H-E-B To Scoot Groundbreaking Back to End of Summer Break, Scoot Building Up Toward N. Shepherd

H-E-B TO SCOOT GROUNDBREAKING BACK TO END OF SUMMER BREAK, SCOOT BUILDING UP TOWARD N. SHEPHERD Work on that Fiesta-supplanting H- E- B on N. Shepherd Dr. is now scheduled to kick off on August 25th, Scott McClelland tells Landan Kuhlmann in The Leader this week. That’s purportedly due to variance-related pushbacks — namely, to H-E-B’s request to put the edge of its proposed 2-story structure closer to the street (like the request it briefly filed around the start of November but pulled just before the alcohol sales election). That variance request was re-filed in January and was granted, but triggered another round of permitting approvals and associated waiting periods, McClelland says. Estimates on an opening date have also slid back to the end of next year’s summer vacation — by which time we’ll know whether the rest of the area’s alcohol sales laws have gone the way of the off-site sales rules H-E-B helped campaign to remove last fall. [The Leader; previously on Swamplot] Rendering of H-E-B with N. Shepherd setback variance approval, as originally filed in 2016: Houston Planning Commission 

9 Comment

  • Homeowners in the area would be wise to keep a keen eye as to the elevation of the current Fiesta property, document with photos and watch as the builders elevate the ground of the property two or more feet above existing grade. This elevation of property will push water off the commercial property and onto lower lying homeowners and existing small businesses. I attended a talk this week with a flooding expert from Texas A and M who pinpointed development as the primary driving cause of Houston’s flooding. This was a highly intelligent and well regarded college professor and researcher. He says he gets phone calls from first time flood victims and always asks if anything was recently built in the area. Often they will say that a Wal-Mart or something similar was built immediately before their flooding problem started. This is real, everyone. Document your lawsuit evidence today.

  • Tired of flooding: the property where the entire block had already been overlaid with impervious ground cover? Barking up the wrong tree here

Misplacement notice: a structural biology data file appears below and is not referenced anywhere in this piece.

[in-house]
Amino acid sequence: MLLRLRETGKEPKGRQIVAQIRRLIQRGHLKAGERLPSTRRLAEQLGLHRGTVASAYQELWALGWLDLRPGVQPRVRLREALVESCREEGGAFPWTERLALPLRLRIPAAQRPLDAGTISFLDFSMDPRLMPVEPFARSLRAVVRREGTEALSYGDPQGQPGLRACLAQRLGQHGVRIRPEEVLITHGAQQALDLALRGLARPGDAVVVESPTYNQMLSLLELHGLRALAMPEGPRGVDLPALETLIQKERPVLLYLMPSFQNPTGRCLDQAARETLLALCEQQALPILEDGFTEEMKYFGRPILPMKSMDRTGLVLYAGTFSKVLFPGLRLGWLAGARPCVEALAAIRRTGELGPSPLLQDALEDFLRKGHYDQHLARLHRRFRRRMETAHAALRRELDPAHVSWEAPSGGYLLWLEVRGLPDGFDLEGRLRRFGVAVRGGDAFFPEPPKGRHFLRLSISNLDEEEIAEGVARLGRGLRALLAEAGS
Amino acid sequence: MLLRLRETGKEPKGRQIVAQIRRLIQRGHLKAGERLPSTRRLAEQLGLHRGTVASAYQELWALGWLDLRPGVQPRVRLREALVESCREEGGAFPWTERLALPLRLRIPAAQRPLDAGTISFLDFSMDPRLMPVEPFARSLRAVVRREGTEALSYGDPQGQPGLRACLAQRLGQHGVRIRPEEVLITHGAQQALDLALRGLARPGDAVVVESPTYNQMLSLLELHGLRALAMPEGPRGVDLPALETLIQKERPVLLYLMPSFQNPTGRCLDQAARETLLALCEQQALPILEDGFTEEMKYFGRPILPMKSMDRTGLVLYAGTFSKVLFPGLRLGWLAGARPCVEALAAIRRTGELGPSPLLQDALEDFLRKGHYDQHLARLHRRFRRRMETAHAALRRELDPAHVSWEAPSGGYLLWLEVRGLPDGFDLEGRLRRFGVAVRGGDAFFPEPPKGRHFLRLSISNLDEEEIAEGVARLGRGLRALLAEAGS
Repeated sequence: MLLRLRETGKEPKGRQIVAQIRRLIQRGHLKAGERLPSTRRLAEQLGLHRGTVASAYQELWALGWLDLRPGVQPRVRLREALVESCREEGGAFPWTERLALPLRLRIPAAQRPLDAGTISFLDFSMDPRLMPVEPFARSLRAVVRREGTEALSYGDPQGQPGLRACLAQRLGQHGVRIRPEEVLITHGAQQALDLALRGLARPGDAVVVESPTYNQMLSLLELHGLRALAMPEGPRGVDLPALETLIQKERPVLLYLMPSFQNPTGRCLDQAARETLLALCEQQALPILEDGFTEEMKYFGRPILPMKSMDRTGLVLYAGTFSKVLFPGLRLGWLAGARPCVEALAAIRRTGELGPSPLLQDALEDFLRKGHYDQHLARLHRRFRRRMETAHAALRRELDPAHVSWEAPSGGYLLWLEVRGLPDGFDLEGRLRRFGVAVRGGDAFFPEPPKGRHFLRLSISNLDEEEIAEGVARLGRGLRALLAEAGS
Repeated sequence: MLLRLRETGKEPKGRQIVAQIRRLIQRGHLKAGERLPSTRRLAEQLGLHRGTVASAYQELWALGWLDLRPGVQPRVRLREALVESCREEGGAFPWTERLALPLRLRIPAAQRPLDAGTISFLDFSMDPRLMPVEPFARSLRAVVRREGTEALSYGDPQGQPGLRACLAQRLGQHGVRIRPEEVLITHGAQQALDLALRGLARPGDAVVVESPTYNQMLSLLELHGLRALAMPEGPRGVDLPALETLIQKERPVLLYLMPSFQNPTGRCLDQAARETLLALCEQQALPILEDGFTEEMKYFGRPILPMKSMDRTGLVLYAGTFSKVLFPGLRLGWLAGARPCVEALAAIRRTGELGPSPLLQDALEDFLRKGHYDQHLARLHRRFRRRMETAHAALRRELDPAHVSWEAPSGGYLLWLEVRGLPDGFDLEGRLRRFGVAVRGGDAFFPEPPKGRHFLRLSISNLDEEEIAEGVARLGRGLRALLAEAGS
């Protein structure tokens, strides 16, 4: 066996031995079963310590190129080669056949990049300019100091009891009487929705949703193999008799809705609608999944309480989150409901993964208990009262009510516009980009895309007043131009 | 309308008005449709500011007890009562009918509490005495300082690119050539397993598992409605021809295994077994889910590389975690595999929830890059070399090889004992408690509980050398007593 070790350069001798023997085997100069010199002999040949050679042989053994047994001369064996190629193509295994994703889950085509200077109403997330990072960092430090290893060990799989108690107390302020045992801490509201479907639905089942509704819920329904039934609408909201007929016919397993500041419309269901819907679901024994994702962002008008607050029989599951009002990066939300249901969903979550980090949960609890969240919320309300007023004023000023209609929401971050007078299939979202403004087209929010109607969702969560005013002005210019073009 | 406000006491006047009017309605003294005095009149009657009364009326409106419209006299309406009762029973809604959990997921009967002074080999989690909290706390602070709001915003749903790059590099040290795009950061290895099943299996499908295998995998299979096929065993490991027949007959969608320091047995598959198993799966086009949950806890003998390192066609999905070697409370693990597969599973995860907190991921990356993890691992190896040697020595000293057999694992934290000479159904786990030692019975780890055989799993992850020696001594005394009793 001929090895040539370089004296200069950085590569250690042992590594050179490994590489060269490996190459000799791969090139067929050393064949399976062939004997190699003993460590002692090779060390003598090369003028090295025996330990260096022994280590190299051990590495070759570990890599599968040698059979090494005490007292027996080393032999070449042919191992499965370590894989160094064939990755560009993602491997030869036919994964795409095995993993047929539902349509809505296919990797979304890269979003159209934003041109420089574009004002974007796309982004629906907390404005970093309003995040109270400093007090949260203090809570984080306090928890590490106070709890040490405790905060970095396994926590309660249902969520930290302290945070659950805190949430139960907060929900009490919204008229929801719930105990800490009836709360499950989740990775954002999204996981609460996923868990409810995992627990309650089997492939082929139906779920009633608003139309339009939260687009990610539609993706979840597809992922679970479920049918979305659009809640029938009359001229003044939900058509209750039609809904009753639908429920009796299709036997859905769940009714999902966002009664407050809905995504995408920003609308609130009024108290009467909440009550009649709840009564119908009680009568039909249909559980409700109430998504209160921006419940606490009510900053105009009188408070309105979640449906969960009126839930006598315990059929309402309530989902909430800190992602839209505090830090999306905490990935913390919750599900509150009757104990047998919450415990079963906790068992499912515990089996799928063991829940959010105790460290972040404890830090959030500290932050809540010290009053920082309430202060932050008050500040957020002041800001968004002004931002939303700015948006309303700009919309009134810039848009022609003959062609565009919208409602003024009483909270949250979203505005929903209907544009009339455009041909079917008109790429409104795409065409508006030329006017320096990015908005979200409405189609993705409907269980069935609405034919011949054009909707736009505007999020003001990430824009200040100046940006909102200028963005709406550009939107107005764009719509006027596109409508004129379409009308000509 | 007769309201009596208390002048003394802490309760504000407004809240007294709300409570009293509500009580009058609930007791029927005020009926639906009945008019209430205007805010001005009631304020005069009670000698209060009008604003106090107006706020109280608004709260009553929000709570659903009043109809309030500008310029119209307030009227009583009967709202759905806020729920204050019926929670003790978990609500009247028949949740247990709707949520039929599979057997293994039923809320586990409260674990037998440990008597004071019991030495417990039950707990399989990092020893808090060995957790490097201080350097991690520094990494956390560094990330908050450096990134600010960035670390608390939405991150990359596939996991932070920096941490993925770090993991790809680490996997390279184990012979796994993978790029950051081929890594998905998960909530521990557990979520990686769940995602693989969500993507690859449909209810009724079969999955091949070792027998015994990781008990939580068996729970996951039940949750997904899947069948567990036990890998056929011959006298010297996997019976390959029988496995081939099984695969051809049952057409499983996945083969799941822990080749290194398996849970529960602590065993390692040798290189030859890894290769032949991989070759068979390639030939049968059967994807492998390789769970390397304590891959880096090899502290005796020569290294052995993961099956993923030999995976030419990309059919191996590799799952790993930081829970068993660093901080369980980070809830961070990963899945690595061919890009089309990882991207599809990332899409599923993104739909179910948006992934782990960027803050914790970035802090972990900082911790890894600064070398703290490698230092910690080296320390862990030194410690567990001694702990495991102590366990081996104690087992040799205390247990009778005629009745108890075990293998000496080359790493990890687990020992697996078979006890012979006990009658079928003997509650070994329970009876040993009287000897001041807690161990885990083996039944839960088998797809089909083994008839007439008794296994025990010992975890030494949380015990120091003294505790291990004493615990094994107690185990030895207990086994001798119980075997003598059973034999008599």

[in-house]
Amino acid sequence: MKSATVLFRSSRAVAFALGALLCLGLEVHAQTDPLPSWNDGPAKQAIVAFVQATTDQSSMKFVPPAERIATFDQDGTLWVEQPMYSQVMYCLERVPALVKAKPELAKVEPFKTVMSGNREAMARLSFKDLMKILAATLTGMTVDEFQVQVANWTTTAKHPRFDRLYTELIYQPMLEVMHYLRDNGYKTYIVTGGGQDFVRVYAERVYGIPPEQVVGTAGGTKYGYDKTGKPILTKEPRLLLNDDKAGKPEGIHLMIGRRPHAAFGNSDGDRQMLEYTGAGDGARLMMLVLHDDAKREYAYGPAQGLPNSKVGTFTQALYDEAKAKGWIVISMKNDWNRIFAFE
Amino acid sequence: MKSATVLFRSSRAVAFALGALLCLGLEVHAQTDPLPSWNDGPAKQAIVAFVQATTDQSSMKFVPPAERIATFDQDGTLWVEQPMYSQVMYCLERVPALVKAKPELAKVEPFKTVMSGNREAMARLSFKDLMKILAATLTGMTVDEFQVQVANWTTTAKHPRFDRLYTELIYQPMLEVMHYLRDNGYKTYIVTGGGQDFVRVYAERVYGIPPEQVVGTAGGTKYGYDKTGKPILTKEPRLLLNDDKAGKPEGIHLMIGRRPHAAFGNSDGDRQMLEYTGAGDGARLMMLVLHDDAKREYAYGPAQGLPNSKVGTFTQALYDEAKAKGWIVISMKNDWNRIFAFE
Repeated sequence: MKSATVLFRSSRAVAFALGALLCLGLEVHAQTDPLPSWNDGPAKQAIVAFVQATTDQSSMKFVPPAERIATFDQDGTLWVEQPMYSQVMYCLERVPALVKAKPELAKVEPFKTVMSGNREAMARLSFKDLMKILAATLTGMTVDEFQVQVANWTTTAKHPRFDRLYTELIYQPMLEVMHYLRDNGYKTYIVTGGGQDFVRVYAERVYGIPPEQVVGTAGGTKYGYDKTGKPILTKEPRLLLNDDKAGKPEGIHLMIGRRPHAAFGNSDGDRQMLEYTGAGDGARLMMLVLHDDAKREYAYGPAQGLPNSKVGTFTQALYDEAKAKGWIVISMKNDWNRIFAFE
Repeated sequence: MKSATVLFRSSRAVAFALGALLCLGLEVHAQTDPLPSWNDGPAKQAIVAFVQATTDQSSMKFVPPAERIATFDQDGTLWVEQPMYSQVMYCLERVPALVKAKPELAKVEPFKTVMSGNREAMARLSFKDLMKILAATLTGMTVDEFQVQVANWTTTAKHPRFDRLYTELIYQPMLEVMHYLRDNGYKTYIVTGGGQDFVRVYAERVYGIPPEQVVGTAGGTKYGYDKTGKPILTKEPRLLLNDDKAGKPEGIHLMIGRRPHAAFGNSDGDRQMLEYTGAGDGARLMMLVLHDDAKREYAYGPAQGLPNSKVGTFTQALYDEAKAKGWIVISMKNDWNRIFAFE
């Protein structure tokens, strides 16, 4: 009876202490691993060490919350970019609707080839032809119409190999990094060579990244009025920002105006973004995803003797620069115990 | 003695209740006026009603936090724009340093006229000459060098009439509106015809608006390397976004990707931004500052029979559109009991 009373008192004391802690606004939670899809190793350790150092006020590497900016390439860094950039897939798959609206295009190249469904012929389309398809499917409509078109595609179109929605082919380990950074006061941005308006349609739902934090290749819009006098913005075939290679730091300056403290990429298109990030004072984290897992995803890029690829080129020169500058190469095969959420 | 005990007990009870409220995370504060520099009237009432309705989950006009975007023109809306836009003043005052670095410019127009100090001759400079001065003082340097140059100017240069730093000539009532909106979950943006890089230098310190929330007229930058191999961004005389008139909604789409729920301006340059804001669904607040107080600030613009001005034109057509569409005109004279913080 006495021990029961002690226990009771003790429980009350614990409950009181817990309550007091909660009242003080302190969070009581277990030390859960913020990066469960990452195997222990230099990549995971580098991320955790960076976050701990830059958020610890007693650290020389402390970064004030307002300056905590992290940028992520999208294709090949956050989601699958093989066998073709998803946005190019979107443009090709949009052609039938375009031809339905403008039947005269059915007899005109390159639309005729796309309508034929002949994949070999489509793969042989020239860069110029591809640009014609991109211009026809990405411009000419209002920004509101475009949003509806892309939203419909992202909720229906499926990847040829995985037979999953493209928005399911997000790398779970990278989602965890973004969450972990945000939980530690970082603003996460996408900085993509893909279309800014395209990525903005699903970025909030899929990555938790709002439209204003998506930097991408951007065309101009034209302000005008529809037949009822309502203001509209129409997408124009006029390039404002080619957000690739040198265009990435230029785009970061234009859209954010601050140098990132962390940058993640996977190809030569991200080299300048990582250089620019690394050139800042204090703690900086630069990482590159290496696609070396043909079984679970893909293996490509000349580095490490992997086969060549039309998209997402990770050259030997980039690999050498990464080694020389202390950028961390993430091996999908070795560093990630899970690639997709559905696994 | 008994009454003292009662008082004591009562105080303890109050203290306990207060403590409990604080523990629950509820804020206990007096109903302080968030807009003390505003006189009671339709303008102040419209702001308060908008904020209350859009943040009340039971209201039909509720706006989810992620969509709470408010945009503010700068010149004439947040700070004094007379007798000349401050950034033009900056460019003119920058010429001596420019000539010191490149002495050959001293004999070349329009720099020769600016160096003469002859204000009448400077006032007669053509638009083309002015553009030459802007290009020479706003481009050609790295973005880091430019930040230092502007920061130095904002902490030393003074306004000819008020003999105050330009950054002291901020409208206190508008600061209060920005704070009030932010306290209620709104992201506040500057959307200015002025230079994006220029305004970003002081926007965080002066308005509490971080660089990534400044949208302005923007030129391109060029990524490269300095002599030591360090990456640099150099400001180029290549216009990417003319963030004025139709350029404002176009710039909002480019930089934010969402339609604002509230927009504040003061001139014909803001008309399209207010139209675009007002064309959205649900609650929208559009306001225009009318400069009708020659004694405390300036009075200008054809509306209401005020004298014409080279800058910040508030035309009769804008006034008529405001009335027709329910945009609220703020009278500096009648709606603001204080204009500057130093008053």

• Whether it’s impervious or not is only one part of the equation. How high are they going to elevate the ground over what it was previously? That is the issue and what will determine if they flood their neighbors or not. But you’re right – all city of Houston permitting office cares about is what you just mentioned. Too bad for everyone.

  • Thank you HEB for flooding the neighborhood and erecting a concrete monstrosity in our neighborhood. Wish I lived closer to the Dunlavy store. Actually considering moving now that the alcohol petition is coming back. Our neighborhood, like the concrete monstrosity, is losing charm.

  • If you’re worried about flooding, one block isn’t going to make much of a difference compared to all of the forest leveling and paving that’s happening north and northwest of the city where all the water flows from. To stop flooding, the region needs to maintain its natural protection of the forest and prairie sponges outside of town.

    As for water that falls on the city, a green roof ordinance and permeable paving would do some good. If the city required buildings over a certain square footage to have a green roof, then that would slow down quite a bit of the runoff. Also, requiring permeable paving and tree cover in parking lots would help slow down water flow and mitigate the urban heat island effect.

    That’s the kind of regulation that needs to be going on, but this ridiculous setback rule needs to go along with the parking requirements.

  • Houston must incorporate green infrastructure requirements for new development so as to mitigate storm water on site. New Orleans, another flood prone city, requires the 1st inch of all stormwater to be mitigated with green infrastructure.

    If you are “Tired of Flooding” then be apart of the solution and push for green infrastructure and an end to car dependent development.

  • Jeez, you people need to get a grip. Can’t see if the problem with anything that increases property values in a neighborhood. Buy flood insurance and move on with your lives!

  • Thank you for this story, we have been wondering what is going on with building the store. It will be a good thing when the store is finally built.

  • Trumpsupportet you’ll be dead from cancer before it effects your children or grandchildren so get you money now cause that’s what you want. Heavens that people care just a bit about the future that they won’t be in